Doctor of Philosophy with a Major in Computational Science and Engineering

The School of Civil and Environmental Engineering (CEE) participates in the Computational Science and Engineering (CSE) Program.  CSE is an interdisciplinary program addressing the body of knowledge, skills, and practices associated with the study of computer-based models of natural phenomena and engineered systems. Students will be required to obtain a breadth of knowledge across a set of core areas, depth of knowledge in a specific computational specialization (e.g., numerical computing), and knowledge to apply computational techniques in a domain of application. Students will be expected to integrate principles from mathematics, computing, science, and engineering to be able to create significant computational artifacts (e.g., software), and to complete independent research that advances the state-of-the-art in the CSE discipline.

The CSE Ph.D. degree program is an interdisciplinary program offered by the College of Computing, the College of Engineering, and the College of Sciences. Interested applicants with a civil and/or environmental engineering background apply for admission in the CSE program through CEE. Once admitted, students follow the CSE program's degree requirements and curriculum.

Required coursework includes CSE 6001 (Introduction to Computational Science and Engineering), CSE core courses (12 hours), a computation specialization (nine hours), and an application specialization (nine hours). To complete the core course requirement, students must complete four of the five courses making up the core curriculum: CSE/Math 6643 (Numerical Linear Algebra), CSE 6140 (Computational Science and Engineering Algorithms), CSE 6730 (Modeling and Simulation: Fundamentals & Implementation), CSE/ISYE 6740 (Computational Data Analysis), and CSE 6220 (High Performance Computing). The computational specialization includes at least nine hours of courses that increase the student's depth of understanding of computational methods in a specific area, as approved by the student's academic advisor. These courses must go beyond "using computers" to deepen understanding of computational methods, preferably in the context of some application domain. The application specialization includes at least nine hours of courses that increase depth of understanding in an application field; these need not be computation-focused courses. At least nine hours of Ph.D. courses must be courses that do not carry the CS/CSE course designation. These hours may be taken in CEE. Hours taken as part of the computation and/or application specialization can be used to fulfill this requirement.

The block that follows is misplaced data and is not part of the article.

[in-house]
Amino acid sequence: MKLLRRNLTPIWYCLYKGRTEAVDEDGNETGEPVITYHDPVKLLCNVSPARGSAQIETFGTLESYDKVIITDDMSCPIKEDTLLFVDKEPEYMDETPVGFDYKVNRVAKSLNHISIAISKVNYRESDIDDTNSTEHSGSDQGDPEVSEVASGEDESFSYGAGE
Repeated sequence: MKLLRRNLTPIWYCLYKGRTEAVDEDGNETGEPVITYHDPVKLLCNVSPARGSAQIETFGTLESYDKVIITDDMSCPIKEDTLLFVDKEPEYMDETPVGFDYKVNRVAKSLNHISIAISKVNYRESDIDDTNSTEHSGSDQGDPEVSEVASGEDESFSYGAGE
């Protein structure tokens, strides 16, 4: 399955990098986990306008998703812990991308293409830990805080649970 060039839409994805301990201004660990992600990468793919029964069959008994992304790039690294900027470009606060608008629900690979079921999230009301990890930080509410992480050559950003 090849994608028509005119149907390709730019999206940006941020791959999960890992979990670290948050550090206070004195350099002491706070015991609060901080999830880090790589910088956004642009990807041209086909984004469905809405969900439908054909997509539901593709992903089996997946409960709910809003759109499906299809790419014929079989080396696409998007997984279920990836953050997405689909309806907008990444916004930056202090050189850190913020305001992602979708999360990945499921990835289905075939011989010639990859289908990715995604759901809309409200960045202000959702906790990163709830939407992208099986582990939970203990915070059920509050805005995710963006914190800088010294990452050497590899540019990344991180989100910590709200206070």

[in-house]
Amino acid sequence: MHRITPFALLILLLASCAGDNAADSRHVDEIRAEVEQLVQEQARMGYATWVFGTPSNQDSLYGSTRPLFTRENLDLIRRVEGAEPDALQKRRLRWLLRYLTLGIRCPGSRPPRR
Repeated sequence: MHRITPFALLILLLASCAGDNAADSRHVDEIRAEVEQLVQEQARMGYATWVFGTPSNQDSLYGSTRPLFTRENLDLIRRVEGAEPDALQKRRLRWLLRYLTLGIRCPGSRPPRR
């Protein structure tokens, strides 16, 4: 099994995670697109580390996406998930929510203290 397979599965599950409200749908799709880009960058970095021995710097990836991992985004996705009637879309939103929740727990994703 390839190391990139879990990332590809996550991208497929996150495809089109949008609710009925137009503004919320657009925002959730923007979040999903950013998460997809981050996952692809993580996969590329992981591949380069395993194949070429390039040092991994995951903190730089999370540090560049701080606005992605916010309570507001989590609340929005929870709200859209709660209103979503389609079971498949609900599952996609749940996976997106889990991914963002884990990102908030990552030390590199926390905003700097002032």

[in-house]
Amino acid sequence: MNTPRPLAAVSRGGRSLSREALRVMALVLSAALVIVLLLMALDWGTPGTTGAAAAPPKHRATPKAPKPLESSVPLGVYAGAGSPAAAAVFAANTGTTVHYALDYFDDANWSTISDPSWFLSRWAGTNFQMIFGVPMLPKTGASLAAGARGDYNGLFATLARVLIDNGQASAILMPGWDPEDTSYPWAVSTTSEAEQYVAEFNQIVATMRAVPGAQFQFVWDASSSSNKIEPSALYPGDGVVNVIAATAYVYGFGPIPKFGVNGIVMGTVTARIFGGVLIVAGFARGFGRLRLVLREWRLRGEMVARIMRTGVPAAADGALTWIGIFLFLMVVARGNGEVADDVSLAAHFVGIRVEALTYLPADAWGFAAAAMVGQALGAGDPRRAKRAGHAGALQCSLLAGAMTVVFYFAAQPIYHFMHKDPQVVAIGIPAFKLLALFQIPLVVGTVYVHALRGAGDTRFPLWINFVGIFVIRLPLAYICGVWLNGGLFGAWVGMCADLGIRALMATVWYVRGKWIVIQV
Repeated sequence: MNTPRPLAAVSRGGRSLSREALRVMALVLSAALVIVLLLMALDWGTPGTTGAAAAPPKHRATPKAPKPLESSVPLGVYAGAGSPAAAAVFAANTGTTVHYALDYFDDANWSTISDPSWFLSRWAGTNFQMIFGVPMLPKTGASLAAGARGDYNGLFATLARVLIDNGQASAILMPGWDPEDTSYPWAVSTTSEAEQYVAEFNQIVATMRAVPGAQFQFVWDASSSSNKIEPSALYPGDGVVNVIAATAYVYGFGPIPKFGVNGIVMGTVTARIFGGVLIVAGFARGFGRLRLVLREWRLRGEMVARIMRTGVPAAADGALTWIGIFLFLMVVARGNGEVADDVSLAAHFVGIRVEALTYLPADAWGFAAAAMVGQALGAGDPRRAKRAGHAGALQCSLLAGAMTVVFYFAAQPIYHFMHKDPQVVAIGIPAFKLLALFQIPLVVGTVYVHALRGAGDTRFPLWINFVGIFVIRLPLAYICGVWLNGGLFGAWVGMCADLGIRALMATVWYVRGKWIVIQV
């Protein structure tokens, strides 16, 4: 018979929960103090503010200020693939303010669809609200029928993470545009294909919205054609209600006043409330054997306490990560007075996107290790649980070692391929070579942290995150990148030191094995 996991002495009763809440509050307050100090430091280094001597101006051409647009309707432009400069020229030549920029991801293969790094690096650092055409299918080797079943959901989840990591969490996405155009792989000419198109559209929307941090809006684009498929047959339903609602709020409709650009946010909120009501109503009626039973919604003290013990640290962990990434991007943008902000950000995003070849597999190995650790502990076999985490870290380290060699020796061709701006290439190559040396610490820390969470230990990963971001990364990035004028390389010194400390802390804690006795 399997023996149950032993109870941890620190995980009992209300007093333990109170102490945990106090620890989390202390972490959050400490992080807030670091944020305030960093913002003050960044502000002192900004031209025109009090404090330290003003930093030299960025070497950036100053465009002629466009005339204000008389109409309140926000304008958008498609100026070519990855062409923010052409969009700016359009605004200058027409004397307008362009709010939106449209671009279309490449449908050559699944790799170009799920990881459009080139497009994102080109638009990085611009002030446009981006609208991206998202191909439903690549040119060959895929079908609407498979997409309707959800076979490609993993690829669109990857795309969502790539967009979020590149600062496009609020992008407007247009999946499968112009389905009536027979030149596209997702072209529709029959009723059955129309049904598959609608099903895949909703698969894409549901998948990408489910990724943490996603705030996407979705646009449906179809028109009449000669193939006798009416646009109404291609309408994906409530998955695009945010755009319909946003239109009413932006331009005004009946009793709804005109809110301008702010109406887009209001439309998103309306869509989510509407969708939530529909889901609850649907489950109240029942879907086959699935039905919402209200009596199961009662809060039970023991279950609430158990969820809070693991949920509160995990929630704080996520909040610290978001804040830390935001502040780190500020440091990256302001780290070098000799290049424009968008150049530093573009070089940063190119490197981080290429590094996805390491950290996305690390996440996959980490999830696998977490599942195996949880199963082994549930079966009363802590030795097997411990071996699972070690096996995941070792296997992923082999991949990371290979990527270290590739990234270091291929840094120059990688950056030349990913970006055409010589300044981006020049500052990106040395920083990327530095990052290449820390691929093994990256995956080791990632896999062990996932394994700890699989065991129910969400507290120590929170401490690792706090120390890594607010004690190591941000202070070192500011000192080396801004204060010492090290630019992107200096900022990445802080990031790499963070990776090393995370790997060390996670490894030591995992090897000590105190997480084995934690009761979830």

A qualifying examination must be attempted by the end of the second year of enrollment in the CSE doctoral program (normally taken after the student completes CSE core coursework). A qualifying examination committee shall be appointed by the CSE program coordinator for each student and is responsible for making an overall recommendation concerning the outcome of the qualifying examination.

Students are required to complete a doctoral thesis reporting the results of independent research that advances the state-of-the-art in the computational science and engineering discipline. The thesis must be successfully defended to the student's thesis committee.